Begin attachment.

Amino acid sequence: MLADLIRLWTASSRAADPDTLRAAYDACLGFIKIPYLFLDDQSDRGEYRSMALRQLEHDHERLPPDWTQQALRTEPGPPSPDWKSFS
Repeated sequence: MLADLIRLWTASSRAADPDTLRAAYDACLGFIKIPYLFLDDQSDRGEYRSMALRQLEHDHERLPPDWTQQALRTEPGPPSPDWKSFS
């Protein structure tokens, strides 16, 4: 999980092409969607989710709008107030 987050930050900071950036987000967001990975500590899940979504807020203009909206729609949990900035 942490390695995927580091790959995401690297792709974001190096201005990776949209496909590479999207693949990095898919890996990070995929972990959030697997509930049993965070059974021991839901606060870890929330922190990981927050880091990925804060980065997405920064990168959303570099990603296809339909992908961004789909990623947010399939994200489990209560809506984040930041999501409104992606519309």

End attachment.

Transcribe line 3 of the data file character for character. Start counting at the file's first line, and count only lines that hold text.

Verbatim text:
């Protein structure tokens, strides 16, 4: 999980092409969607989710709008107030 987050930050900071950036987000967001990975500590899940979504807020203009909206729609949990900035 942490390695995927580091790959995401690297792709974001190096201005990776949209496909590479999207693949990095898919890996990070995929972990959030697997509930049993965070059974021991839901606060870890929330922190990981927050880091990925804060980065997405920064990168959303570099990603296809339909992908961004789909990623947010399939994200489990209560809506984040930041999501409104992606519309």